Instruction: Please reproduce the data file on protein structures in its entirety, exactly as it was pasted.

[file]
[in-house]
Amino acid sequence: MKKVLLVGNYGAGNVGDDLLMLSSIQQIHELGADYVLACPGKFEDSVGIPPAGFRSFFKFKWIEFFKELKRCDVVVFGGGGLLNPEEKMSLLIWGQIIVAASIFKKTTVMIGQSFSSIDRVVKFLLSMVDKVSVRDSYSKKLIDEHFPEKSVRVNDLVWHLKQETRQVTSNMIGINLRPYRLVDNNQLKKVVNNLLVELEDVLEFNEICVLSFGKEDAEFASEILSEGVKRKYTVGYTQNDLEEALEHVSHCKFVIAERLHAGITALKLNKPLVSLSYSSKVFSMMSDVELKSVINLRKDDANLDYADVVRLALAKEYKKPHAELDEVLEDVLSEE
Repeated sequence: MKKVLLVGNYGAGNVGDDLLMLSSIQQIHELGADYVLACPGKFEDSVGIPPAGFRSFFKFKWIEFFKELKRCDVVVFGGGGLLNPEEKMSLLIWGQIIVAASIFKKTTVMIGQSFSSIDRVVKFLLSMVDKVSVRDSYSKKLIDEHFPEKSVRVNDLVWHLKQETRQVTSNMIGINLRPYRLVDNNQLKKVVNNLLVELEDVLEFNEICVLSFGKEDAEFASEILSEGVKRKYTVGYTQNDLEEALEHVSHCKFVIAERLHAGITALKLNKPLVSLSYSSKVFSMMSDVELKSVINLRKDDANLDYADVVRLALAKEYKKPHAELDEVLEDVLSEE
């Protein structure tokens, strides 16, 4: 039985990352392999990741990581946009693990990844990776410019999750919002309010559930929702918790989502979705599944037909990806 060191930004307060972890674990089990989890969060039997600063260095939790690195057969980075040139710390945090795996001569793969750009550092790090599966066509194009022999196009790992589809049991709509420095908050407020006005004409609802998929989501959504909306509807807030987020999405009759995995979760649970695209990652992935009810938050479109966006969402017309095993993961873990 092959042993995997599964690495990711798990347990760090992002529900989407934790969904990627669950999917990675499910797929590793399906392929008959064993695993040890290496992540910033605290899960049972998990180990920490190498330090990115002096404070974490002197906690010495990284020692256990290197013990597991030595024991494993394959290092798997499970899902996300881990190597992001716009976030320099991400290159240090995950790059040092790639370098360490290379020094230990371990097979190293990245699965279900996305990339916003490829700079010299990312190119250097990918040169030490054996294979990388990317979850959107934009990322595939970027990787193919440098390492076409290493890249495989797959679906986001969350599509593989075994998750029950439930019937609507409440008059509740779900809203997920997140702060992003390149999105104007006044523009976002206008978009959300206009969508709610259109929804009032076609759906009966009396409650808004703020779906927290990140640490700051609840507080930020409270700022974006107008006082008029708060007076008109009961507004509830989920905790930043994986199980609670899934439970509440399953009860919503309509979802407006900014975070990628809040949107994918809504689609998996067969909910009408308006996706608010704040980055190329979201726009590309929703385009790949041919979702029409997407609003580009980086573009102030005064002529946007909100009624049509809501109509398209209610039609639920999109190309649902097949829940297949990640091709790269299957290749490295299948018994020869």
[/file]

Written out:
[in-house]
Amino acid sequence: MKKVLLVGNYGAGNVGDDLLMLSSIQQIHELGADYVLACPGKFEDSVGIPPAGFRSFFKFKWIEFFKELKRCDVVVFGGGGLLNPEEKMSLLIWGQIIVAASIFKKTTVMIGQSFSSIDRVVKFLLSMVDKVSVRDSYSKKLIDEHFPEKSVRVNDLVWHLKQETRQVTSNMIGINLRPYRLVDNNQLKKVVNNLLVELEDVLEFNEICVLSFGKEDAEFASEILSEGVKRKYTVGYTQNDLEEALEHVSHCKFVIAERLHAGITALKLNKPLVSLSYSSKVFSMMSDVELKSVINLRKDDANLDYADVVRLALAKEYKKPHAELDEVLEDVLSEE
Repeated sequence: MKKVLLVGNYGAGNVGDDLLMLSSIQQIHELGADYVLACPGKFEDSVGIPPAGFRSFFKFKWIEFFKELKRCDVVVFGGGGLLNPEEKMSLLIWGQIIVAASIFKKTTVMIGQSFSSIDRVVKFLLSMVDKVSVRDSYSKKLIDEHFPEKSVRVNDLVWHLKQETRQVTSNMIGINLRPYRLVDNNQLKKVVNNLLVELEDVLEFNEICVLSFGKEDAEFASEILSEGVKRKYTVGYTQNDLEEALEHVSHCKFVIAERLHAGITALKLNKPLVSLSYSSKVFSMMSDVELKSVINLRKDDANLDYADVVRLALAKEYKKPHAELDEVLEDVLSEE
């Protein structure tokens, strides 16, 4: 039985990352392999990741990581946009693990990844990776410019999750919002309010559930929702918790989502979705599944037909990806 060191930004307060972890674990089990989890969060039997600063260095939790690195057969980075040139710390945090795996001569793969750009550092790090599966066509194009022999196009790992589809049991709509420095908050407020006005004409609802998929989501959504909306509807807030987020999405009759995995979760649970695209990652992935009810938050479109966006969402017309095993993961873990 092959042993995997599964690495990711798990347990760090992002529900989407934790969904990627669950999917990675499910797929590793399906392929008959064993695993040890290496992540910033605290899960049972998990180990920490190498330090990115002096404070974490002197906690010495990284020692256990290197013990597991030595024991494993394959290092798997499970899902996300881990190597992001716009976030320099991400290159240090995950790059040092790639370098360490290379020094230990371990097979190293990245699965279900996305990339916003490829700079010299990312190119250097990918040169030490054996294979990388990317979850959107934009990322595939970027990787193919440098390492076409290493890249495989797959679906986001969350599509593989075994998750029950439930019937609507409440008059509740779900809203997920997140702060992003390149999105104007006044523009976002206008978009959300206009969508709610259109929804009032076609759906009966009396409650808004703020779906927290990140640490700051609840507080930020409270700022974006107008006082008029708060007076008109009961507004509830989920905790930043994986199980609670899934439970509440399953009860919503309509979802407006900014975070990628809040949107994918809504689609998996067969909910009408308006996706608010704040980055190329979201726009590309929703385009790949041919979702029409997407609003580009980086573009102030005064002529946007909100009624049509809501109509398209209610039609639920999109190309649902097949829940297949990640091709790269299957290749490295299948018994020869």